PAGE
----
While Skellenger's band stretched out and improvised on sections, the Bottesini Project's set was completely free improvised, as are all off the group's shows. While some players are constant in saxophonist Paul Riola's project, it's a rotating cast of talented players, some of whom might sit in a for just a set or recording project. Whatever the case, it's usually some extremely compelling music that's all improvised collectively on the spot, and Saturday's set was no exception. Since the set featured some Bottesini regulars like pedal steel player Glenn Taylor, alto player Mark Harris and bassist Doug Anderson, there was a cohesiveness and focus throughout each piece with each player feeding off the other.
Take the opener, which started off with fast swinging cymbal play by drummer Jay Ellis that morphed into a groove. There were sections where Harris and Riola fed off each other and other times where piece might build up and then change instantly. There was some brilliant interplay and dynamics throughout the set that ended on a piece that vaguely recalled "The Drum Thing" from John Coltrane's album Crescent.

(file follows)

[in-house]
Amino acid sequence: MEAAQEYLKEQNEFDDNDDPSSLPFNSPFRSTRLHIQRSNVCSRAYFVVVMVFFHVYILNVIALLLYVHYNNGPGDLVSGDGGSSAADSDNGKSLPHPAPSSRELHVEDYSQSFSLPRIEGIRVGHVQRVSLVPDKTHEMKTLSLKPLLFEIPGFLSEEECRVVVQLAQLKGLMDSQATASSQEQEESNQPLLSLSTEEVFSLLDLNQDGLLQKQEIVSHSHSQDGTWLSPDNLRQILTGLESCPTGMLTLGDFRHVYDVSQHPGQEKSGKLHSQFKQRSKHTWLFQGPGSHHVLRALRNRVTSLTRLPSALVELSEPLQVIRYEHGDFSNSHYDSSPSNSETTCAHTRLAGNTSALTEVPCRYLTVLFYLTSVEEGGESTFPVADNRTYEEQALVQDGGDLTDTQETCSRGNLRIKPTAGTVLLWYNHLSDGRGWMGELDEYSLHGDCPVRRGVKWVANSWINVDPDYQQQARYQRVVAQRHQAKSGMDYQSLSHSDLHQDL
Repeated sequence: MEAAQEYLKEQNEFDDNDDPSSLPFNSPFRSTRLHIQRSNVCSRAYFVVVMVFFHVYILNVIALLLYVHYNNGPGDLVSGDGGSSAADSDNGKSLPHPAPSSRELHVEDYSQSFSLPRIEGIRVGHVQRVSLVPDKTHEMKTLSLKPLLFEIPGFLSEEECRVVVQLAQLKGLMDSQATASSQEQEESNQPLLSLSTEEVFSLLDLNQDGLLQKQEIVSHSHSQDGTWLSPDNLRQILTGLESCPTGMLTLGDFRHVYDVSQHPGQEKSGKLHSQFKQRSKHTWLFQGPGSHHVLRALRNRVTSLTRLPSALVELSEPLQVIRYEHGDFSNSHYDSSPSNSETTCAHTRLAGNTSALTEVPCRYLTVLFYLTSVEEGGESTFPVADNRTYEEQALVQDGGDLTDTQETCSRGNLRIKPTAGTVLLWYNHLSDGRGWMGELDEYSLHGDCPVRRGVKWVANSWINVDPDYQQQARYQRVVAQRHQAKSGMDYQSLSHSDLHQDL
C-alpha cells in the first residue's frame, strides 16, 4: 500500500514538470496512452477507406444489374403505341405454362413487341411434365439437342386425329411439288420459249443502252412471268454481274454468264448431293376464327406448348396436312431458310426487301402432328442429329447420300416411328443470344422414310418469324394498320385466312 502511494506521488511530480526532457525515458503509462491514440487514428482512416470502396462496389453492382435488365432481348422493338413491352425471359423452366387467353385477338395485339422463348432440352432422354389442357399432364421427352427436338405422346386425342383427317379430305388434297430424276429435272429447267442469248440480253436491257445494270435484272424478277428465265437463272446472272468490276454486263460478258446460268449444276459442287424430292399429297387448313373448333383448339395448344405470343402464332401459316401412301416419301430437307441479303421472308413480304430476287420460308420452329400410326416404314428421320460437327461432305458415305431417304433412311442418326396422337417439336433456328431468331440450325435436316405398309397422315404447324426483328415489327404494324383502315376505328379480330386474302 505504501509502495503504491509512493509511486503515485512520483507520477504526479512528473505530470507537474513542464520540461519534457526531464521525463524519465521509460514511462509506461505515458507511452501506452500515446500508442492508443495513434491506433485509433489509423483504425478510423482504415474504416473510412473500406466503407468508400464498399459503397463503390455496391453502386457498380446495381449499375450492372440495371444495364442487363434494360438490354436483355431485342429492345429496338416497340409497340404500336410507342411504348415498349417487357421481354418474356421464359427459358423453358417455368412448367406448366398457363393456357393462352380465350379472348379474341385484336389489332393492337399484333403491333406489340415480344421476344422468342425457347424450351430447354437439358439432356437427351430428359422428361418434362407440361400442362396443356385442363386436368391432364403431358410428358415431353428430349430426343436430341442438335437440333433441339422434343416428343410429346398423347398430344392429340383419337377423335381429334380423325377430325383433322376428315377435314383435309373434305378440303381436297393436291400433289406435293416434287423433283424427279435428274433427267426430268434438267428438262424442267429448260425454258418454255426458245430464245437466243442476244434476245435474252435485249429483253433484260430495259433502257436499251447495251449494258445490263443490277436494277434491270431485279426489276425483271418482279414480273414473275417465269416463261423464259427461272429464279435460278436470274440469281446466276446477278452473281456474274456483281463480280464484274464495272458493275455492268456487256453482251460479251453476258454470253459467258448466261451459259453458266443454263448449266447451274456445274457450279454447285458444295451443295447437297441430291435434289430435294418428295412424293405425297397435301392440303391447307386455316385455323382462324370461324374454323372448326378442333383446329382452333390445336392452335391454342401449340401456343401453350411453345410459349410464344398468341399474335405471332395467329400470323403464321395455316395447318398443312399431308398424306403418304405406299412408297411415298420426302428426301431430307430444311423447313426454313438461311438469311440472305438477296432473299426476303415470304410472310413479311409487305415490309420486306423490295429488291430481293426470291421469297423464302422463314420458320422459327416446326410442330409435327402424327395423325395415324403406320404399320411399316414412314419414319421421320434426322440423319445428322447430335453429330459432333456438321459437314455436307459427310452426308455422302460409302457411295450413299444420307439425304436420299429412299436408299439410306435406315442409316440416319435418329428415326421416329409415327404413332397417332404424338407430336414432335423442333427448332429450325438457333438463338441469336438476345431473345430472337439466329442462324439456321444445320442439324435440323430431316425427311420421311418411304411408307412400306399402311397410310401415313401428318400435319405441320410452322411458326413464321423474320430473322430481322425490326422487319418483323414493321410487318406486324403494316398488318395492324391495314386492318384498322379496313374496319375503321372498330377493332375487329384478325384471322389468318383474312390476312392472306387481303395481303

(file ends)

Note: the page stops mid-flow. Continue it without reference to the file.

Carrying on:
Although the Bottesini Project delivered a thoroughly compelling set, there were times where I wish the members of the audience would have paid more attention to the music rather than talking to one another. What those cats were doing was a lot more than just background music.
-- Jon Solomon
I felt it was far too early in the day to be seeing a grown man hopping around in his underwear. It was only fifteen minutes into their set and Bret Bertholf, of the Mighty 18 Wheeler, had already managed to fit in two wardrobe changes. It's not like 12:30 on a Saturday afternoon is that early, but let's face it; not many have this amount of dirty rock and roll thrown at them with such fierceness during this part of the day. But then again, this wasn't an ordinary Saturday brunch time in Denver; it was the beginning to the sold out Westword Music Showcase.